It's taken me forever to write up this post. Perhaps I thought that my excitement for this brilliant bolt-hole would decrease, and thus I'd be able to edit my lyrical waxings. Alas not. It has been two months father, and I am still completely head over heels in love with The Pig in Brockenhurst. From the tucked-away location ten minutes drive from the train station, to the jaw dropping approach to the main house (think The Bennett’s house in Pride and Prejudice which may have been lowly in those times but is princely in ours…), this hotel packs a prodigious punch.
Yet for all its stately chandeliers and plump pillows, there is something delightfully shabby about this place. Like a well starched matron with a twinkle in her eye, The Pig manages to be practically perfect whilst maintaining a strong sense of humour. Take, for example, its porky touches – a pig-printed curtain here, two trottered-up welcome biscuits there - not to mention the huge iron hog welcoming guests up the meandering driveway...
Having booked a ‘snug room’ through a deal on Mr & Mrs Smith (£130 per night and a free bottle of olive oil), our socks were rather knocked off by our room. Housed in the old stable, it was far from ‘snug’ with huge bathroom with clawed-stand alone bath and walk-in rain shower. Everything was decorated simply, an elegant splash of sage, a vintage radio in mint, a pair of plump grey armchairs, a collection of colourful National Trust books tucked away in the corner. Most exciting was the free parts of the larder - complimentary nespresso machine and lots of lovely pig company tea bags – but maybe that’s just because I’m a sucker for a pre-dinner hot drink on the balcony (we didn’t actually have a balcony, but two lovely chairs in the niftily planted communal centre space of the stable blocks).
Once we got bored of tea sipping, bed jumping and turning the rain shower on and off, we took a tour of the grounds. Though not extensive by any means, the outside areas are equally delightful, from the walled vegetable garden, green houses thick with the scent of herbs to the pond complete with spa shed and pig pen (for the real life animals). It was also rather jolly to throw ourselves back and forth on the ‘swing’ (rope and a huge plank of wood tied to a humungous tree), before scuttling back to our room to bathe and dress for cocktail hour…
Sipping a perfectly mixed cocktail (of which I forget the name) in the ridiculously lovely yet somehow homely bar, it became even more evident why this place is so darn popular (practically booked out for summer already). I know I've already been a massive detail geek, but I shall point out a few more… the cocktail menu clipped into a National Trust book entitled 'Pig Keeping', cheerfully mismatched glasses in bright colours, terracotta pots of herbs replacing flowers on tables.
More details at dinner in the conservatory… trailing plants, mini salt and paper pots, a jauntily tiled floor and waiters so genuinely friendly we wanted to give them a tip before they'd even handed us menus. With thoughts of fitting in breakfast and lunch the next day, we skipped starters. I opted for fish with cockles and some kind of sea weed (again I forget which and the menu changes so regularly this particular dish is long gone from the website); he had pork belly (he always has pork belly). Mine was not only the right side of undercooked and utterly delicious, but looked good too. I also managed to coax a slice of pork which was fantastic… the meat no doubt from a local farm and treated as it should, salted up right nice and cooked into a melting tangle of flesh and fat. Food was accompanied by a very good bottle of wine and followed by a couple more cocktails in the bar.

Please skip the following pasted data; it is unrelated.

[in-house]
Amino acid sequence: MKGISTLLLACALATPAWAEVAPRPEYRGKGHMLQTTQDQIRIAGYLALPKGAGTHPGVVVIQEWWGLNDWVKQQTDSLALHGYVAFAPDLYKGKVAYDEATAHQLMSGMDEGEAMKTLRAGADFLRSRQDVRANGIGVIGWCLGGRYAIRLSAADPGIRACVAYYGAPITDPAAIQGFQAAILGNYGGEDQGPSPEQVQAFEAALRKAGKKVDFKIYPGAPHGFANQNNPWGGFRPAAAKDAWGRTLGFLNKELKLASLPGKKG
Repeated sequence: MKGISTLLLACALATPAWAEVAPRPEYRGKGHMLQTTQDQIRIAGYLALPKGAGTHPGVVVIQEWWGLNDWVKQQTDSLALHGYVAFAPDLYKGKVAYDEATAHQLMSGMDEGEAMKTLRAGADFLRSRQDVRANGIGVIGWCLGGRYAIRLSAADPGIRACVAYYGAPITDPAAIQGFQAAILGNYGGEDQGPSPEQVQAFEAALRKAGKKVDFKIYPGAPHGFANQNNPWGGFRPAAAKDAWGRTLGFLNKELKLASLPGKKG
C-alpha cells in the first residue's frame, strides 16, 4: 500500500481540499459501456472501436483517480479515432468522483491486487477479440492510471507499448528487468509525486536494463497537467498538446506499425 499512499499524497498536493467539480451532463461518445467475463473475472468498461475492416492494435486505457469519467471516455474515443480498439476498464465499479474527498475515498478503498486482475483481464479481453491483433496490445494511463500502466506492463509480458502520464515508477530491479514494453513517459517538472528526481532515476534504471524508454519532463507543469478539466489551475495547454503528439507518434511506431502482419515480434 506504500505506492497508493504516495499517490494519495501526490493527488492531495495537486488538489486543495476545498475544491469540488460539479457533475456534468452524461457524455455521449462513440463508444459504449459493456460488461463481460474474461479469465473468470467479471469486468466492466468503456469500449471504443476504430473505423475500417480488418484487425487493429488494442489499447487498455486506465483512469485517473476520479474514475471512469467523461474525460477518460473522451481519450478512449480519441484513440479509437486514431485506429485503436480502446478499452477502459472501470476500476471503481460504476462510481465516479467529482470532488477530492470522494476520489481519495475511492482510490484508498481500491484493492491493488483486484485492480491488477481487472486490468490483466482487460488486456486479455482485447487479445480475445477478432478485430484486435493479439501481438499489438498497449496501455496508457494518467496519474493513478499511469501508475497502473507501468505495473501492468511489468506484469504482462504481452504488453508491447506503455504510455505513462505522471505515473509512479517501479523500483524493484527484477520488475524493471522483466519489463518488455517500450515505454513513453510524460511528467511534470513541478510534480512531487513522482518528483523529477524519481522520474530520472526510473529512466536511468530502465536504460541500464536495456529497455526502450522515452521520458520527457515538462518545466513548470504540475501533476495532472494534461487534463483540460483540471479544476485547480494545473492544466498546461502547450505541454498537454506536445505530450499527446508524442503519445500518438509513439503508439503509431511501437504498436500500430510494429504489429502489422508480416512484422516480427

Day two went like this… eating, walk, eating.
The morning spread (again the conservatory) was even more impressive than dinner. We ordered two cooked breakfasts (thick cut proper bacon with rind, fat herby sausages, black and white pudding, creamy eggs and roasted tomatoes), and were left to roam the buffet whilst we waited. Piles of fluffy pastries, bowls of local yoghurt, home made granola, two types of honey, milk in big glass bottles, mismatched jugs of fresh juice, bread still warm from the oven… it was enough to ruin a girl forever.
I still get a little bit excited when I think about that treat-laden table.
Lunch a few hours later (after a brisk gamble through the woods in a futile attempt to elicit hunger) was an understandably lighter affair, mostly sticking to the small-plated 'Piggy Bits'. Again, nothing to fault - chucks of crispy belly sticky with honey and mustard, pork and herb filled pancakes, thick slices of chorizo singing with paprika and probably more (all lost in 24 hours of meat consumption).
After filling our bags with mini bottles of shampoo and making sure we'd liberated the larder of any remaining Tea Pigs, we waved goodbye to our heady stay with heavy hearts; and even heavier stomachs…